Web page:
Using Creativity to Advance Excellence in Education
In recent history, the arts have been an underrepresented topic in schools across the country. Due to the constant threat of being cut from a school’s budget and the laying off of elective teachers in times of major financial constraint, arts education is now more critical than ever before. But arts, creativity, and other forms of expression are also important beyond the classroom. Carrie Lobman, GSE professor and arts education advocate, says, “There is a lot more opportunity to embrace and enjoy the arts outside of just the classroom. So much of our schools are set up with tasks and interventions in order to score higher on the math tests or writing, for example. So the arts are often subsumed under that. But students engaging in after-school programs, community-based organizations, or even colleges and universities can value the arts for themselves.”
It is also important to incorporate the arts into different facets of life according to Saundra Tomlinson-Clarke, GSE professor and chair of the Educational Psychology department. She states, “Arts integration is an approach to teaching and learning that creates an innovative and creative space enabling people to expand their thinking by making connections between subjects and helping them to become more engaged in their work.”
There are many benefits to arts and creativity integration into one’s life. “We are a creative species. So having the opportunity to be creative is both a human need and a human right,” stated Lobman. Tomlinson-Clarke adds, “When discussing creativity and innovation, you can adapt that for the workplace and encourage workers to explore new strategies and methods to solve problems. But that has to be cultivated through the organization’s culture.”
“There’s a lot of research that shows that if you look at the skills we need to be successful and happy in life, they map out more to the arts than many of the subjects that are taught in school. When you do theatre, you learn how to work in a group. When you do visual arts, you learn how to work with totality— like you are doing a painting and you look and see the painting and make changes here or there and it’s much more non-linear and creative. I think we need the opportunity to do those things so people can benefit from holistic development. It is important to prepare teachers to bring performance and creativity into the arts not just as a special, but completely integrated into everything they do in the classroom. Play is not a luxury, it is a necessity,” said Lobman.
Emily Wolf, doctoral student in the Learning, Cognition, Instruction, & Development program says, “Creativity can be a mechanism used to bridge differences between groups – teachers, students, and others – and when teachers work towards cultural responsiveness, they might consider how they can enact that through creativity.” She elaborates, “In some of the courses taught here at the GSE, they use inquiry-based learning to ask pre-service teachers how they can foster inquiry-based learning in the classroom, which can incorporate arts and creativity. So professors model a strategy pre-service teachers may utilize to enact one of the learning and teaching methods that supports creativity.”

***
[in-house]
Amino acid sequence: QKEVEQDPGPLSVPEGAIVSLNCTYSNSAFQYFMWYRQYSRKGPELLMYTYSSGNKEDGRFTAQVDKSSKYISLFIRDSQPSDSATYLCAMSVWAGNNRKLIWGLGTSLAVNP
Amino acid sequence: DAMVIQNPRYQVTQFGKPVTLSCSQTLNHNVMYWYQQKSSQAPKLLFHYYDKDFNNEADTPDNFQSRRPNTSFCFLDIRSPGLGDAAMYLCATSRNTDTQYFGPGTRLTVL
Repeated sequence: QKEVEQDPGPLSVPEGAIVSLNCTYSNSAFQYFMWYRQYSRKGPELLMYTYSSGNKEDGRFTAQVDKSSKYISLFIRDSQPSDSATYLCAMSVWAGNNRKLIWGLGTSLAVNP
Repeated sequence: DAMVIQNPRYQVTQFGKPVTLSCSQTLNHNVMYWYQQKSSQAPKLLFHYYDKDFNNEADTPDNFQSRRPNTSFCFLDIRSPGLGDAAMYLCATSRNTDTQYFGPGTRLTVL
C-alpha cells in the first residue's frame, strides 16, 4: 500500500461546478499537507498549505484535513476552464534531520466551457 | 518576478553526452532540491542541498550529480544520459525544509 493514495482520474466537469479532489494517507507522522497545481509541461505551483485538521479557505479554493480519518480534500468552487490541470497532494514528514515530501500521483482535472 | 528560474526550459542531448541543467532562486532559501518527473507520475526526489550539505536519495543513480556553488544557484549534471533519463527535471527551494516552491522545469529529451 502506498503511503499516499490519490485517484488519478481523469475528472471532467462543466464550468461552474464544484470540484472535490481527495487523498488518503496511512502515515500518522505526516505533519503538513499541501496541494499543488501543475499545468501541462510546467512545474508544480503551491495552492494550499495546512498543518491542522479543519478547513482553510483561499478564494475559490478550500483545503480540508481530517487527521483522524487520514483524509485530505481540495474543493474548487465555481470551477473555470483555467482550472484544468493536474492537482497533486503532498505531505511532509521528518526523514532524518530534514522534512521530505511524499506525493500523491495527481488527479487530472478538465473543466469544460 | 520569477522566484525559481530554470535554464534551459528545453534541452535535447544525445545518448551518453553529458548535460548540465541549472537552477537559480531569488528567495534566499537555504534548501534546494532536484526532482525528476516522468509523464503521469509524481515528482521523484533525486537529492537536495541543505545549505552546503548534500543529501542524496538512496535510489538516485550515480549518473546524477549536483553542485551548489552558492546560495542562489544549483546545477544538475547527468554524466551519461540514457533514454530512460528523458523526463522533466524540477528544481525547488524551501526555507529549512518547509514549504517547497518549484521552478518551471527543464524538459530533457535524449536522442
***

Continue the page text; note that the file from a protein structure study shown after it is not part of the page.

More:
“There is a great improv game called ‘I failed’. And the way it works is by setting up a game that is very challenging, like tapping your head and rubbing your stomach at the same time. As soon as somebody makes a mistake, what they are told to stop, throw their hands up in the air, and say ‘I failed!’. And then the entire room has to burst into wild applause. I don’t teach any class anymore without playing this game. It delivers the message that I want us to celebrate mistakes and not in some off-hand way, but really crazily celebrate that,” states Lobman. “We can teach young people pedagogy. We can teach those teachers how to teach math, how to teach reading, the science of that if you will. But if you don’t know how to create an environment in the classroom where students feel like they can make mistakes, where students feel like they can support each other, then you cannot be an effective teacher.”
Tomlinson-Clarke states that “Creativity is an essential part of effective teaching and learning within a social justice framework. There are many ways to be creative, but how can you do that in a culturally responsive environment, showing students that their input is valuable? That is what our current research seeks to answer.” Wolf elaborates, “In our new project, one of the things we are thinking about is the definition of creativity as applied to the classroom through a social justice lens. One of the tenets of creativity is that it must be useful in context. So if creativity in the classroom is contextualized, then we have to take into account our students’ cultures, experiences, and perspectives. A socially just teacher teaches students as they are and then works with them to be agents of change in the classroom and beyond.”